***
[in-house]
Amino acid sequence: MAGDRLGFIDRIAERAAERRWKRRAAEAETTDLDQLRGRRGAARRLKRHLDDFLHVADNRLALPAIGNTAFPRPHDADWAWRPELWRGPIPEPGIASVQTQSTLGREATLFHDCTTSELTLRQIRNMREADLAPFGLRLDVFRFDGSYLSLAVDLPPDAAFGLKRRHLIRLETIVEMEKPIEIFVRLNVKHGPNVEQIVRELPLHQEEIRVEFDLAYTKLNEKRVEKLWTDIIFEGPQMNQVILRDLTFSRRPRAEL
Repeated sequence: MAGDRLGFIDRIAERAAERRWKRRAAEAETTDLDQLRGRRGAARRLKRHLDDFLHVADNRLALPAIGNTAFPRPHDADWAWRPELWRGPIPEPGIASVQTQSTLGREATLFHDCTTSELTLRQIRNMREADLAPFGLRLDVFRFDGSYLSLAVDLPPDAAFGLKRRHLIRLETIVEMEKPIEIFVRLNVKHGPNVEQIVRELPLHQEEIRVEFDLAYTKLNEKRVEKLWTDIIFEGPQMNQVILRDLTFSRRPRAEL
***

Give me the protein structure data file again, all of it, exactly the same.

[in-house]
Amino acid sequence: MAGDRLGFIDRIAERAAERRWKRRAAEAETTDLDQLRGRRGAARRLKRHLDDFLHVADNRLALPAIGNTAFPRPHDADWAWRPELWRGPIPEPGIASVQTQSTLGREATLFHDCTTSELTLRQIRNMREADLAPFGLRLDVFRFDGSYLSLAVDLPPDAAFGLKRRHLIRLETIVEMEKPIEIFVRLNVKHGPNVEQIVRELPLHQEEIRVEFDLAYTKLNEKRVEKLWTDIIFEGPQMNQVILRDLTFSRRPRAEL
Repeated sequence: MAGDRLGFIDRIAERAAERRWKRRAAEAETTDLDQLRGRRGAARRLKRHLDDFLHVADNRLALPAIGNTAFPRPHDADWAWRPELWRGPIPEPGIASVQTQSTLGREATLFHDCTTSELTLRQIRNMREADLAPFGLRLDVFRFDGSYLSLAVDLPPDAAFGLKRRHLIRLETIVEMEKPIEIFVRLNVKHGPNVEQIVRELPLHQEEIRVEFDLAYTKLNEKRVEKLWTDIIFEGPQMNQVILRDLTFSRRPRAEL